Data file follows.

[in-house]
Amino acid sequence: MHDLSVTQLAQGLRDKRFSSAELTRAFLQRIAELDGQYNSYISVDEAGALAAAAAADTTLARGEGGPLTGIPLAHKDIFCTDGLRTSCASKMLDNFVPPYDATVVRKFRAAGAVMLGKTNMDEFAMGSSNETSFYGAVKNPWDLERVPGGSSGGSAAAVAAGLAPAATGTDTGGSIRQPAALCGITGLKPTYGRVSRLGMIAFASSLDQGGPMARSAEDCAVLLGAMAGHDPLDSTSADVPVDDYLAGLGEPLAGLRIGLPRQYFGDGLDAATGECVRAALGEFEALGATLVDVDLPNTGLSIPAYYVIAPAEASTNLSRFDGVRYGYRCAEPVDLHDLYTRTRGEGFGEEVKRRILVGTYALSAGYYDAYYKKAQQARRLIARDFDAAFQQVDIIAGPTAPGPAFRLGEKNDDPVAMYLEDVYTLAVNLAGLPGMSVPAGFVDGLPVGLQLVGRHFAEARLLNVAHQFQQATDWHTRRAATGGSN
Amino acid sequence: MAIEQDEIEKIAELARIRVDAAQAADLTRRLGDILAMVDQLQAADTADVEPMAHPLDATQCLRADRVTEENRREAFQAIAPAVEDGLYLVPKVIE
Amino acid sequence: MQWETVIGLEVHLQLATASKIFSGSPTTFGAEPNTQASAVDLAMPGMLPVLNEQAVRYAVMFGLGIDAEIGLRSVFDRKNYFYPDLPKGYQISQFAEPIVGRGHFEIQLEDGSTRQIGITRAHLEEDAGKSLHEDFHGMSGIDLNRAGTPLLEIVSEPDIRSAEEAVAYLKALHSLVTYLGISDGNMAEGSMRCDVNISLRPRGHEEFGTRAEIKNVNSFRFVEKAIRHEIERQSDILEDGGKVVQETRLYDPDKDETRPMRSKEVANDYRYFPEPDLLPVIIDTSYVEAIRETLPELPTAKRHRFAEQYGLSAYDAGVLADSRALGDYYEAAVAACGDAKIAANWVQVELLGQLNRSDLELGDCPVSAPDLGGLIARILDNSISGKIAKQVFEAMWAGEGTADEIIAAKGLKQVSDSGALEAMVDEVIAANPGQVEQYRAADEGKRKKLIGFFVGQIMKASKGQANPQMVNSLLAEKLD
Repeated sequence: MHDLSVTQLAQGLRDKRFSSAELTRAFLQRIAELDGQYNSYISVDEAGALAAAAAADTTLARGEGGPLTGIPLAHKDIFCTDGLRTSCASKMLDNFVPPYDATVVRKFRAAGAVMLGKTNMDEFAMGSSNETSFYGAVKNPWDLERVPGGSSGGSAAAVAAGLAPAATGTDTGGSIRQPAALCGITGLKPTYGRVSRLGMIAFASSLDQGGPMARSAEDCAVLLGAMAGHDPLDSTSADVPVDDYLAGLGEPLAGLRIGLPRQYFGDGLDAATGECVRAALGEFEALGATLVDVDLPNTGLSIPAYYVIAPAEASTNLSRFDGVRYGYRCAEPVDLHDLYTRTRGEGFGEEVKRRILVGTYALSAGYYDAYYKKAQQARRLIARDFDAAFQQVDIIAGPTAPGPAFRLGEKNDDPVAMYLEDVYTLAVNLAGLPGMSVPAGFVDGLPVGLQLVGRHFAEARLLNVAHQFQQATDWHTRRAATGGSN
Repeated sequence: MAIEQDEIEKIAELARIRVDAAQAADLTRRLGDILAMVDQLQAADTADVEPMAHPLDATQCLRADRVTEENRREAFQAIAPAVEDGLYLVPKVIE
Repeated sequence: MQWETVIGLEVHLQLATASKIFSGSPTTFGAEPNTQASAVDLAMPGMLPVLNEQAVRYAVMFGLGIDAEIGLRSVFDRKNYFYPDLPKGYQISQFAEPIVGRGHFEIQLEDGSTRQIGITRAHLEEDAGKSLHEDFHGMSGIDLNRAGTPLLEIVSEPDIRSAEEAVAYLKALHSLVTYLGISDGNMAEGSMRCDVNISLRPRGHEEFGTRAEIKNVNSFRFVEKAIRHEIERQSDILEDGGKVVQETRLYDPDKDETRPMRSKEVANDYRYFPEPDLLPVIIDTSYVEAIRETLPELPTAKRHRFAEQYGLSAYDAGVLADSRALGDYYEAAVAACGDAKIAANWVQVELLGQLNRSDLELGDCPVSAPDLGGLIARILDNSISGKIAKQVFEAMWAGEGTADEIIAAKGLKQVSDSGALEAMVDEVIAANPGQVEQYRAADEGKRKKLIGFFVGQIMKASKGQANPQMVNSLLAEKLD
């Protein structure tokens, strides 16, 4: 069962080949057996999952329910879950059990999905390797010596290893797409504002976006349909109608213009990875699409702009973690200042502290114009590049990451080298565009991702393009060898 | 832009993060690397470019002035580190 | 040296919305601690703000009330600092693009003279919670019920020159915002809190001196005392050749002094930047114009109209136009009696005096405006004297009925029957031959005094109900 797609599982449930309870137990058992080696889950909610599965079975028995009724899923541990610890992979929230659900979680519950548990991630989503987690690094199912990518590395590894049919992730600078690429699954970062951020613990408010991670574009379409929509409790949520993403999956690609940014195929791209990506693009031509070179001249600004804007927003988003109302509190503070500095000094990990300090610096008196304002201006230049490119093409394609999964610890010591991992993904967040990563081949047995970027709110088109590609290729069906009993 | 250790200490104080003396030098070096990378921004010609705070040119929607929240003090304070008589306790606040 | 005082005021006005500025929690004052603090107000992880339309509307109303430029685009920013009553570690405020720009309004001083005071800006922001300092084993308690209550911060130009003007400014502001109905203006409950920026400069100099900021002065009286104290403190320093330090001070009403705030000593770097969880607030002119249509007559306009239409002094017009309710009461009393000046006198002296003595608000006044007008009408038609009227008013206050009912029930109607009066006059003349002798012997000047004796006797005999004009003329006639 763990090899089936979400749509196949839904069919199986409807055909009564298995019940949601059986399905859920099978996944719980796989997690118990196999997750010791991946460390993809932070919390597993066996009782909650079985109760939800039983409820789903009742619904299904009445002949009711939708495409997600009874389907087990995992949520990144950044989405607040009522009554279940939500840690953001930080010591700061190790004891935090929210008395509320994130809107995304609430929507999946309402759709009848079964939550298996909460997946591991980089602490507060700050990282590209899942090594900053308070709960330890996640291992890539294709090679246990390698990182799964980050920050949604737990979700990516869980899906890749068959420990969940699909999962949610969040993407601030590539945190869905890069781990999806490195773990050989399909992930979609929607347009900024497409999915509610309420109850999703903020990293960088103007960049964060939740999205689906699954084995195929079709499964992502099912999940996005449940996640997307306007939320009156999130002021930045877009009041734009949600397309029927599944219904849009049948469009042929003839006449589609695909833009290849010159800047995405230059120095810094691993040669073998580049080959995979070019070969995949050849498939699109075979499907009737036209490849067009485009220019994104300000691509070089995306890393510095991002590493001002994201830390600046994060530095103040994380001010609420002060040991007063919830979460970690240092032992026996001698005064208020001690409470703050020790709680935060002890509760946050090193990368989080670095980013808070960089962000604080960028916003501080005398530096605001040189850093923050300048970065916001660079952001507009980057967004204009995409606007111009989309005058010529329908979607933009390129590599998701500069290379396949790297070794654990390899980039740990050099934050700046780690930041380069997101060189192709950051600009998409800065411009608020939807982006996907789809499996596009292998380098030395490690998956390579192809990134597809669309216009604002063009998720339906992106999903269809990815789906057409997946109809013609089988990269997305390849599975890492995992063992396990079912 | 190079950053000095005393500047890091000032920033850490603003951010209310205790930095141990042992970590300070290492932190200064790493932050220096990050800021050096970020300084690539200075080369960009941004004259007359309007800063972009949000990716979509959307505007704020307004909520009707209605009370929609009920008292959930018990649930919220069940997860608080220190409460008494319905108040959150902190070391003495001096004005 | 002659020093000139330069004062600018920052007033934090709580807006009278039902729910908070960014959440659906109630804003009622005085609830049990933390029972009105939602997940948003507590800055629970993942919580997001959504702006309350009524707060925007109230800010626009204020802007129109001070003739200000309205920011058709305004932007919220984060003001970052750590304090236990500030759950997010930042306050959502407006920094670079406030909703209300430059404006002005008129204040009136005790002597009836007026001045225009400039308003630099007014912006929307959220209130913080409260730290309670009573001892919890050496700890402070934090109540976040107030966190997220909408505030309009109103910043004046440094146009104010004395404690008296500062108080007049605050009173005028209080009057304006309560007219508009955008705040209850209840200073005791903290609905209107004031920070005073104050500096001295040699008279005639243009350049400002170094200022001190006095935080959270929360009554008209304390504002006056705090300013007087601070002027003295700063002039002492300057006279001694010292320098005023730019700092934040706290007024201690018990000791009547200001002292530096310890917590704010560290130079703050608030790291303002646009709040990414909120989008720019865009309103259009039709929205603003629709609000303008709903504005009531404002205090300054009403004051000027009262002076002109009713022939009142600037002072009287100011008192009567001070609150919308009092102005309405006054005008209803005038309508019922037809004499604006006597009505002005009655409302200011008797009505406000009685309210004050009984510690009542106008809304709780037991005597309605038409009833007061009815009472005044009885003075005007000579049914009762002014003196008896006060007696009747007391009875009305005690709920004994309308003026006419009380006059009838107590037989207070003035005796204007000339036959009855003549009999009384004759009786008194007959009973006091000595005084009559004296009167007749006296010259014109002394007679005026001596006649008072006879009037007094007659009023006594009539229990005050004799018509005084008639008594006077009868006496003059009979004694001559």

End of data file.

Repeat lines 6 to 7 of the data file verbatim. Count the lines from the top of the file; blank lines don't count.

Repeated sequence: MAIEQDEIEKIAELARIRVDAAQAADLTRRLGDILAMVDQLQAADTADVEPMAHPLDATQCLRADRVTEENRREAFQAIAPAVEDGLYLVPKVIE
Repeated sequence: MQWETVIGLEVHLQLATASKIFSGSPTTFGAEPNTQASAVDLAMPGMLPVLNEQAVRYAVMFGLGIDAEIGLRSVFDRKNYFYPDLPKGYQISQFAEPIVGRGHFEIQLEDGSTRQIGITRAHLEEDAGKSLHEDFHGMSGIDLNRAGTPLLEIVSEPDIRSAEEAVAYLKALHSLVTYLGISDGNMAEGSMRCDVNISLRPRGHEEFGTRAEIKNVNSFRFVEKAIRHEIERQSDILEDGGKVVQETRLYDPDKDETRPMRSKEVANDYRYFPEPDLLPVIIDTSYVEAIRETLPELPTAKRHRFAEQYGLSAYDAGVLADSRALGDYYEAAVAACGDAKIAANWVQVELLGQLNRSDLELGDCPVSAPDLGGLIARILDNSISGKIAKQVFEAMWAGEGTADEIIAAKGLKQVSDSGALEAMVDEVIAANPGQVEQYRAADEGKRKKLIGFFVGQIMKASKGQANPQMVNSLLAEKLD